Photo Credit: Getty Images

There are significant differences in the applications of cognitive behavior therapy (CBT) for families and individuals. The same is true for CBT in group settings and CBT in family settings. In your role, it is essential to understand these differences to appropriately apply this therapeutic approach across multiple settings. For this Discussion, as you compare the use of CBT in individual, group, and family settings, consider challenges of using this approach with groups you may lead, as well as strategies for overcoming those challenges.

To prepare:

Review the videos in this week’s Learning Resources and consider the insights provided on CBT in various settings.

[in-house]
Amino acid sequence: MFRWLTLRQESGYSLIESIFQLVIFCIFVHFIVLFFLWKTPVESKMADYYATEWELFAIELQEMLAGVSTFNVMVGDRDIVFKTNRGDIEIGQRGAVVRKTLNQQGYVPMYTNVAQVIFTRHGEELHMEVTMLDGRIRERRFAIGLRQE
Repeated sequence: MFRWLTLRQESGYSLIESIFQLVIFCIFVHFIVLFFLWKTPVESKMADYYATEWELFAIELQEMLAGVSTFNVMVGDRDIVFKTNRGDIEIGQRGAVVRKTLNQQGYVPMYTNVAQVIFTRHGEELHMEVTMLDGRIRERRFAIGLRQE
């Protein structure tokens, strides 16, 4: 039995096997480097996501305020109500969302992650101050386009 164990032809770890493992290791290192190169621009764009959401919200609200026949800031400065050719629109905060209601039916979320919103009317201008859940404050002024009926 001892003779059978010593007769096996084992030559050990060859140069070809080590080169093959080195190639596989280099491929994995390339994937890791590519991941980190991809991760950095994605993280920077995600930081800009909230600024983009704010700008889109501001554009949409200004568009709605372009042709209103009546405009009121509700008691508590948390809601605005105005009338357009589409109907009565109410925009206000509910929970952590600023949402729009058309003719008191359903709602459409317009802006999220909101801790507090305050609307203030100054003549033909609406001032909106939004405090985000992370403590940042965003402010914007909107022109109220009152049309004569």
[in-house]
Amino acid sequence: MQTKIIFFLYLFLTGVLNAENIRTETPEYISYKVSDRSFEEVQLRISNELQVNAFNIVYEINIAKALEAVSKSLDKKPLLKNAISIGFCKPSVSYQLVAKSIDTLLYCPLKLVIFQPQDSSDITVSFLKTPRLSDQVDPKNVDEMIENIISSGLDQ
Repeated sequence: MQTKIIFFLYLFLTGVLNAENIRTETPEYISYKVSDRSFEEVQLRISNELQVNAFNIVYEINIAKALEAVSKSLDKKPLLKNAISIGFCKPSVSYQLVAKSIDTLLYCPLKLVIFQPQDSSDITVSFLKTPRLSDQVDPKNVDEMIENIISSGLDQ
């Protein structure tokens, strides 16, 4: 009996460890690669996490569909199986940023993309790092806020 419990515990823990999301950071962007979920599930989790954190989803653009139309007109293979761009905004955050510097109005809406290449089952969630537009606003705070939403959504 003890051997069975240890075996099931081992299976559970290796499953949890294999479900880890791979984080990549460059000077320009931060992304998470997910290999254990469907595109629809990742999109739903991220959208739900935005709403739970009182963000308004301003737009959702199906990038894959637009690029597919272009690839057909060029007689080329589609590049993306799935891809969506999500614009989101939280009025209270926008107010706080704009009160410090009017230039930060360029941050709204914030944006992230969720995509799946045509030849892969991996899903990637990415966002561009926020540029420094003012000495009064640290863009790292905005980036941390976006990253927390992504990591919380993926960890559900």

Post an explanation of how the use of CBT in groups compares to its use in family or individual settings. Explain at least two challenges PMHNPs might encounter when using CBT in one of these settings. Support your response with specific examples from this week’s media and at least three peer-reviewed, evidence-based sources. Explain why each of your supporting sources is considered scholarly and attach the PDFs of your sources.

RESPOND TO THIS DISCUSSION POST

Cognitive behavior therapy is widely recognized as an effective method for treating mental health disorders. Individuals, families, and groups can all benefit from this modality of treatment. Although CBT can be used in any of these contexts, the methods and frequency of sessions required to achieve optimal results will vary depending on the specifics of the situation.